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Ghent... Saint Bavo Cathedral and Van Eyck brothers. | by egold.
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Ghent... Saint Bavo Cathedral and Van Eyck brothers.

Ghent met me not so friendly... cloudy sky and strong wind. Probably will be a storm. But now I still see some blue spots between clouds and hope on the best... Saint Bavo Cathedral and Van Eyck brothers were waiting for me...

The Saint Bavo Cathedral (also known as Sint-Baafs Cathedral, or the Dutch Sint Baafskathedraal) is the seat of the diocese of Ghent. It is named for Saint Bavo of Ghent. The building is based upon the Chapel of St. John the Baptist, a primarily wooden construction; it was consecrated in 942 by Transmarus, Bishop of Tournai and Noyon. Traces of this original structure are evident in the cathedral's crypt. The chapel was subsequently expanded in the Romanesque style in 1038. In the subsequent period from the 14th through 16th centuries, nearly continuous expansion projects in the Gothic style were executed on the structure. Construction was considered complete June 7, 1569. The cathedral is noted for the Ghent Altarpiece, originally in its Joost Vijd chapel. It is formally known as: The Adoration of the Mystic Lamb by Hubert and Jan van Eyck. This work is considered Van Eyck's masterpiece and one of the most important works of the early Northern Renaissance, as well as one of the greatest artistic masterpieces of Belgium. Several of the painting's wings were bought in 1816 by the English collector in Berlin, Edward Solly. They were bought in 1821 by the King of Prussia, Frederick William III and continued to be kept in Germany. During World War I, other panels were taken from the cathedral by Germany. As part of mandated compensation in the Versailles Treaty after the end of the war, Germany returned the pilfered panels along with the original panels that had been legitimately bought by Solly, to help compensate for other German "acts of destruction" during the war. The Germans "bitterly resented the loss of the panels", and at the start of another conflict with Germany in 1940, a decision was made in Belgium to send the painting to the Vatican to keep it safe. The painting was en route to the Vatican, in France, when Italy declared war as an Axis power alongside Germany. The painting was stored in a museum in Pau for the duration of the war, as French, Belgian and German military representatives signed an agreement which required the consent of all three before the masterpiece could be moved.[1] In 1942, Adolf Hitler ordered the painting to be seized and brought to Germany to be stored in a Bavarian castle Neuswanstein. After Allied air raids made the castle too dangerous for the painting, it was stored in a salt mine and was returned back to Saint Bavo only after WWII...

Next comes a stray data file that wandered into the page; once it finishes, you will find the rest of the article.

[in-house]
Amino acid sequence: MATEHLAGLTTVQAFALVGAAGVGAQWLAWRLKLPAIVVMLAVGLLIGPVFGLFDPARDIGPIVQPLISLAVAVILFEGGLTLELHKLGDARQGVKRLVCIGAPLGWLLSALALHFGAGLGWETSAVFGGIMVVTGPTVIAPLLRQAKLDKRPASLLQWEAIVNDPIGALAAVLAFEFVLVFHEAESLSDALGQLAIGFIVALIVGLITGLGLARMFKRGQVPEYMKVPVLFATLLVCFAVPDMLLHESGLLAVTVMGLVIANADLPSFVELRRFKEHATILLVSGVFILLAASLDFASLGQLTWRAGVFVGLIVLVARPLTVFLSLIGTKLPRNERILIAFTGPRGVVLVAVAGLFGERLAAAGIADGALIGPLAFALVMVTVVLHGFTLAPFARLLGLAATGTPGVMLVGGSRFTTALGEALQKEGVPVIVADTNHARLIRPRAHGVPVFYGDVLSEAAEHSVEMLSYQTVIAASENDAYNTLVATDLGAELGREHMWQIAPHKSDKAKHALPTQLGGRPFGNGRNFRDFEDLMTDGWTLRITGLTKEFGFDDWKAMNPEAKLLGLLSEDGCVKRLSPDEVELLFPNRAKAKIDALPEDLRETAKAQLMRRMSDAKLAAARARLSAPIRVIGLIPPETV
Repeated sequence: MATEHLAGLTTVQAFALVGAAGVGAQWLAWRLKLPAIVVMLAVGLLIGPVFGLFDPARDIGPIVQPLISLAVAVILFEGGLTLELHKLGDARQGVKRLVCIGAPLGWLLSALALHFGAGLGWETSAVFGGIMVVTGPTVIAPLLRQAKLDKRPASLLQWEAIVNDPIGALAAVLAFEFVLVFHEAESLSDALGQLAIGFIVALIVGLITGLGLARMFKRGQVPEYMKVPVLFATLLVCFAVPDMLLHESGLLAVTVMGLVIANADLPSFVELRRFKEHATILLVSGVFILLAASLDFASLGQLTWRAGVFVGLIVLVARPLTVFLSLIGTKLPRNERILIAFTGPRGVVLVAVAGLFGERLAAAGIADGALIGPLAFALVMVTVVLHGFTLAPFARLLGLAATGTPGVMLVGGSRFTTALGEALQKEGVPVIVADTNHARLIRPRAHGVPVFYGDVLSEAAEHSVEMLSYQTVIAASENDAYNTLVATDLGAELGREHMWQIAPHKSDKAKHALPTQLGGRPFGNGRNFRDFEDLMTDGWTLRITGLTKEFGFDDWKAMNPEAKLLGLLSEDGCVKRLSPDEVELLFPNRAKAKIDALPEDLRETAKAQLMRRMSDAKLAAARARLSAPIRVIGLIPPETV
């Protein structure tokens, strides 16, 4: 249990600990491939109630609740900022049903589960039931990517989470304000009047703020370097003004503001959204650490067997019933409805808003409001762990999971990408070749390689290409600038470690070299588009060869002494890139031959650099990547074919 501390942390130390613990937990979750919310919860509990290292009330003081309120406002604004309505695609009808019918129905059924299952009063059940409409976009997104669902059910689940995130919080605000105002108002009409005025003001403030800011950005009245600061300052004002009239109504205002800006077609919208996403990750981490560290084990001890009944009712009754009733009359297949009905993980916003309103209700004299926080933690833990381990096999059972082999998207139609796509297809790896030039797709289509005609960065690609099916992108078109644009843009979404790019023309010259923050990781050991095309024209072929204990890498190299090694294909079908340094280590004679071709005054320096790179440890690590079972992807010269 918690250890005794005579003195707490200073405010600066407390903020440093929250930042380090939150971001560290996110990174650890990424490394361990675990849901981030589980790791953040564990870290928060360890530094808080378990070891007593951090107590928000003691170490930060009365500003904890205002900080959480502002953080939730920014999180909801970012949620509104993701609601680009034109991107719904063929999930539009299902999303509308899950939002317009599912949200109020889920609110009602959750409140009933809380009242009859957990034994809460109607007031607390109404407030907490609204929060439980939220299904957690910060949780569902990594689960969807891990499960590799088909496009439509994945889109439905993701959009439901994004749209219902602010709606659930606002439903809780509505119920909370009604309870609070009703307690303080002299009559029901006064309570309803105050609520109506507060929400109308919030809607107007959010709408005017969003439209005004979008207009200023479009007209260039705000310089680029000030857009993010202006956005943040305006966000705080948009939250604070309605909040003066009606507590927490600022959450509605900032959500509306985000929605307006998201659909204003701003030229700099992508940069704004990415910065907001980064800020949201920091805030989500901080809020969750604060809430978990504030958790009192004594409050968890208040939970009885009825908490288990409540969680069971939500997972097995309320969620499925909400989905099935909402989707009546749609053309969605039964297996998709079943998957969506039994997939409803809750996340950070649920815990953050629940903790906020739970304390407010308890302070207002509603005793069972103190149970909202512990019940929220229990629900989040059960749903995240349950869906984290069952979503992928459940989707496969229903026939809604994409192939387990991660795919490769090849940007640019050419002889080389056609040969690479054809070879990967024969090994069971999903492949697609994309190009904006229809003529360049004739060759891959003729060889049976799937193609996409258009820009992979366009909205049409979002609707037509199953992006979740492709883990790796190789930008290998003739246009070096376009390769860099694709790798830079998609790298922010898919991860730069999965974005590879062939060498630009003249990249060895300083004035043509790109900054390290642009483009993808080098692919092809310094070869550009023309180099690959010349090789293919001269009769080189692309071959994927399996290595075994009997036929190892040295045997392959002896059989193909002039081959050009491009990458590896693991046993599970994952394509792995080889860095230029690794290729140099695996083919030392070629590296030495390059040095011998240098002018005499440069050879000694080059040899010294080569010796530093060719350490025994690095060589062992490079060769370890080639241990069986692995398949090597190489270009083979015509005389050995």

The monument in honor of the brothers Hubert and Jan Van Eyck, the painters of the Lamb of God altarpiece was solemnly unveiled on August 9, 1913. The architecture is designed by Valentin Vaerwyck, the sculpture of Geo Verbanck.


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Taken on May 10, 2010